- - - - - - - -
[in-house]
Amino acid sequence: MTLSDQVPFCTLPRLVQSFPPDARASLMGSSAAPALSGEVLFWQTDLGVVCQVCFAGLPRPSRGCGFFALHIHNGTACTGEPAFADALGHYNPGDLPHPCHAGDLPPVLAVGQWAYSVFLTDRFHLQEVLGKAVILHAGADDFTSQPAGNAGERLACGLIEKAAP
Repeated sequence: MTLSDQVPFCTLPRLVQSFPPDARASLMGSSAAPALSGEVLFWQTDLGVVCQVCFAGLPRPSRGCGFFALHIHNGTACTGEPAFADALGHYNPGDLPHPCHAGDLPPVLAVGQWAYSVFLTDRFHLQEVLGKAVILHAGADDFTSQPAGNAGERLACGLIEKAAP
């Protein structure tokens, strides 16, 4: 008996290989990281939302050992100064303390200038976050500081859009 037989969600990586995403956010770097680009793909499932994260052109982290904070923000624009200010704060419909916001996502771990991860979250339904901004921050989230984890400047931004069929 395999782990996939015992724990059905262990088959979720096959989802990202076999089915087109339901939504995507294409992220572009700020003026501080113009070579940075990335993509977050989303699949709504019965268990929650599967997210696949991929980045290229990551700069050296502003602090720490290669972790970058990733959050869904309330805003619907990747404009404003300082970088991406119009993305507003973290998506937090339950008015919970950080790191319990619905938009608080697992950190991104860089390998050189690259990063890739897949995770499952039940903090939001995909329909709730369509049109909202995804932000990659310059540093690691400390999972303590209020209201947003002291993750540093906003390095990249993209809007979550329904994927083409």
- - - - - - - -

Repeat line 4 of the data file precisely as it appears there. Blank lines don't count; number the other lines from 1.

């Protein structure tokens, strides 16, 4: 008996290989990281939302050992100064303390200038976050500081859009 037989969600990586995403956010770097680009793909499932994260052109982290904070923000624009200010704060419909916001996502771990991860979250339904901004921050989230984890400047931004069929 395999782990996939015992724990059905262990088959979720096959989802990202076999089915087109339901939504995507294409992220572009700020003026501080113009070579940075990335993509977050989303699949709504019965268990929650599967997210696949991929980045290229990551700069050296502003602090720490290669972790970058990733959050869904309330805003619907990747404009404003300082970088991406119009993305507003973290998506937090339950008015919970950080790191319990619905938009608080697992950190991104860089390998050189690259990063890739897949995770499952039940903090939001995909329909709730369509049109909202995804932000990659310059540093690691400390999972303590209020209201947003002291993750540093906003390095990249993209809007979550329904994927083409």